PayPal account holders are being warned about a new phishing email scam that claims to be notifying them that their email address has been changed.
The email tells the PayPal customer that they have recently changed their email address on the PayPal system. The scam’s intention is to make the recipient think an unauthorised person has changed their email address.
The email advises recipients to fill out an attached form if they believe an unauthorised person has changed their email address. Victims who fill out this form will have handed their personal information over to computer criminals, who can use it to go on to commit fraud.
Protect yourself from phishing emails
- Be aware and pro-active: When responding to emails or phone calls, never give your login or personal details. If you receive an email from a company that claims to be legitimate but is requesting these details, or a contact number tell them you will call them back. Use a contact number for the organisation that you have sourced reputably. Speak to them directly to confirm that the message is genuine.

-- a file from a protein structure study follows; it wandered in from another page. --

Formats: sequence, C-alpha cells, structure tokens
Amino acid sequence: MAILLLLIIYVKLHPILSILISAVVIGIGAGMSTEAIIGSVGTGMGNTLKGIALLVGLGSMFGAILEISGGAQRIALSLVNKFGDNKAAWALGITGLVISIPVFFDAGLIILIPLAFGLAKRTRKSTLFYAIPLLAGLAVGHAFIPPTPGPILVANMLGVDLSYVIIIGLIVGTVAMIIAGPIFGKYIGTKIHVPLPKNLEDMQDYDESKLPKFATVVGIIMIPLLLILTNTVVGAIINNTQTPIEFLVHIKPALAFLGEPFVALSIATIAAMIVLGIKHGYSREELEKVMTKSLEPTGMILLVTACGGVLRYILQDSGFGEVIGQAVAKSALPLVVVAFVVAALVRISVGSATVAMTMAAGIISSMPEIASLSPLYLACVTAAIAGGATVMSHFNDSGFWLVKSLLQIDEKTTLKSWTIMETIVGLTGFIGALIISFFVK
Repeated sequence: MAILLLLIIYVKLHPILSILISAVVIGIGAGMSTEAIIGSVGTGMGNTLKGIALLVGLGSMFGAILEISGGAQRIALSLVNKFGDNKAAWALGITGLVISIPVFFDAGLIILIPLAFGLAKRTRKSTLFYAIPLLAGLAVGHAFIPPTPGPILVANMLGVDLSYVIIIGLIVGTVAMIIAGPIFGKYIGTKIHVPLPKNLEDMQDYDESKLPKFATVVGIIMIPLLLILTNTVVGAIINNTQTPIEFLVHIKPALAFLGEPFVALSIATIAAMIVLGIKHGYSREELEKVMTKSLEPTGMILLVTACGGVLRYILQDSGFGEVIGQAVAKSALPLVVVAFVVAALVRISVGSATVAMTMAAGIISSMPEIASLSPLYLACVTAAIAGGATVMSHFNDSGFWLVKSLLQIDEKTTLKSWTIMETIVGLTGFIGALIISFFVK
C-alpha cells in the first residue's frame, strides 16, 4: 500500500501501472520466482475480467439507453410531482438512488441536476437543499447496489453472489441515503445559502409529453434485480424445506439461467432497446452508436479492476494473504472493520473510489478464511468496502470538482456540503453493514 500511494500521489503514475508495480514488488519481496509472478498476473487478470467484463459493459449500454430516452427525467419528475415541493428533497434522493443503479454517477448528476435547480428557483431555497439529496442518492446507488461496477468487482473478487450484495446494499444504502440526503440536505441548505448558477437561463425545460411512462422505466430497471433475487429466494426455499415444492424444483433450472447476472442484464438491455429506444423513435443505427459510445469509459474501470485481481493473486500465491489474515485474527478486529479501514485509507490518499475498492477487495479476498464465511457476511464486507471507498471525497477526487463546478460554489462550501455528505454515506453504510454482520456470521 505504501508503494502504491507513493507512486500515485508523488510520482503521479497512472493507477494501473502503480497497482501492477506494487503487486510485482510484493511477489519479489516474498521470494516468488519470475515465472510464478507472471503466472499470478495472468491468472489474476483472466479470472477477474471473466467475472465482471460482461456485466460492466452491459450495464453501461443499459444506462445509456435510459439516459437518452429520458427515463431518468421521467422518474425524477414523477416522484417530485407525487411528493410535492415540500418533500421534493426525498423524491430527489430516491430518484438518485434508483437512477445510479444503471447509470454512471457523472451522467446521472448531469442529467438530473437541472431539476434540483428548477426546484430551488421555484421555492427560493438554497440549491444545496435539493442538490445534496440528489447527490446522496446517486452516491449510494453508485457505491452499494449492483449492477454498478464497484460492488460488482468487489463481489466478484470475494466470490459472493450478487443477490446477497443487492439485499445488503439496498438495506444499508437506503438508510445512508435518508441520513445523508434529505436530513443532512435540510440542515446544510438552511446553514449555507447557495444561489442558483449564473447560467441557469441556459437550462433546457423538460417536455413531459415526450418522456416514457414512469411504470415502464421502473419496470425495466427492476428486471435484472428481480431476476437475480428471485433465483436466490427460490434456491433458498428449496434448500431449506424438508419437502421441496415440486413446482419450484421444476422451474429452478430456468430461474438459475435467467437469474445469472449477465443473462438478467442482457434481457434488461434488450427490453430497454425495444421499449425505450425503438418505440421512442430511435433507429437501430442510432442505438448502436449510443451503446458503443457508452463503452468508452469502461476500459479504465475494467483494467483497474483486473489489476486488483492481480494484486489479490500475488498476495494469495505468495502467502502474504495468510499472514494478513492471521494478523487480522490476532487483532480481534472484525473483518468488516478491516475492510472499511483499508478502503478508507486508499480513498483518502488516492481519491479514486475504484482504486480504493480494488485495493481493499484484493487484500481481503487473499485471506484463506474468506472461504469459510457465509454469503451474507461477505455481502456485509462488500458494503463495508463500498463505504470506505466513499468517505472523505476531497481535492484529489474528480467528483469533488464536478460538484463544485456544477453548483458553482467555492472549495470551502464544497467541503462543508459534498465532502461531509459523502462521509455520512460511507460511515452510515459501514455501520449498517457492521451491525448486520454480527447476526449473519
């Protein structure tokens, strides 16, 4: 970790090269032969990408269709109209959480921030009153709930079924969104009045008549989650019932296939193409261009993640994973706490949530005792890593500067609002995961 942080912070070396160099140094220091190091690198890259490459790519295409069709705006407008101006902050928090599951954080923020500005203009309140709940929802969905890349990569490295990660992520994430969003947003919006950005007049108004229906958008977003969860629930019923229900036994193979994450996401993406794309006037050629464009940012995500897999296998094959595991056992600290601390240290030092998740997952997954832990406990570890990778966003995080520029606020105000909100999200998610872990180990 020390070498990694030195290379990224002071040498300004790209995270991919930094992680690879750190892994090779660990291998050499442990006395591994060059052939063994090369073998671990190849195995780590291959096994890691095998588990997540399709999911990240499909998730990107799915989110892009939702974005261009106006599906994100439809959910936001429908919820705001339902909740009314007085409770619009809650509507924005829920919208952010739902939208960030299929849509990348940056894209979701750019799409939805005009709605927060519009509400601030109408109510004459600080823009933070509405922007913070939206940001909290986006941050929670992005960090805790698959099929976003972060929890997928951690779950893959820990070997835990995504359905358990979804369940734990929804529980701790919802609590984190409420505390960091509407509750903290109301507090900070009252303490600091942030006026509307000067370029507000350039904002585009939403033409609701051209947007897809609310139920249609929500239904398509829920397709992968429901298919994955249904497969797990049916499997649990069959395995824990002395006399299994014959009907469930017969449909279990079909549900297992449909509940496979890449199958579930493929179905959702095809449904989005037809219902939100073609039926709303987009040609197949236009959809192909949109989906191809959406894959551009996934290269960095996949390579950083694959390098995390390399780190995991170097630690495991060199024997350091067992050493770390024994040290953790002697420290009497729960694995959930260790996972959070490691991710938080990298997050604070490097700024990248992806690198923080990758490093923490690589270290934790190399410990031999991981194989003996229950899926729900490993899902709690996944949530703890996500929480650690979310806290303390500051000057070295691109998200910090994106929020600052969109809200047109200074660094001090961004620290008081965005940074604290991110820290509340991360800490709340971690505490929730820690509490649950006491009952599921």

- Use your spam filter: If you detect a phishing email, mark the message as spam and delete it. This ensures that the message cannot reach your inbox in future.
- Know your source: Never respond to a message from an unknown source. Take care not to click any embedded links. Phishing emails are sent to a vast number of randomly generated addresses. However, clicking embedded links can provide verification of your active e-mail address. Once this occurs it may facilitate the targeting of further malicious emails. Even “unsubcsribe” links can be malicious. Ensure that the e-mail is from a trusted source and you are, in fact, subscribed to the service.
- Remember that the email address that appears in the ‘from’ field of an email is not a guarantee that the email came from the person or organisation that it claims to have originated from.
- Fraudsters are unlikely to know your real name, so the email may address you in vague terms, for example ‘Dear Valued Customer'.
- Phishing emails will probably contain odd ‘spe11ings’ or ‘cApitALs in the ‘subject’ box and contain spelling or grammatical errors in the email – this is an attempt to get around spam filters and into your inbox.
Read more about the PayPal phishing scam on Sophos’ website.
Please note that Action Fraud is not responsible for the content of external websites.
To report a fraud, call Action Fraud on 0300 123 2040 or use our online reporting tool.
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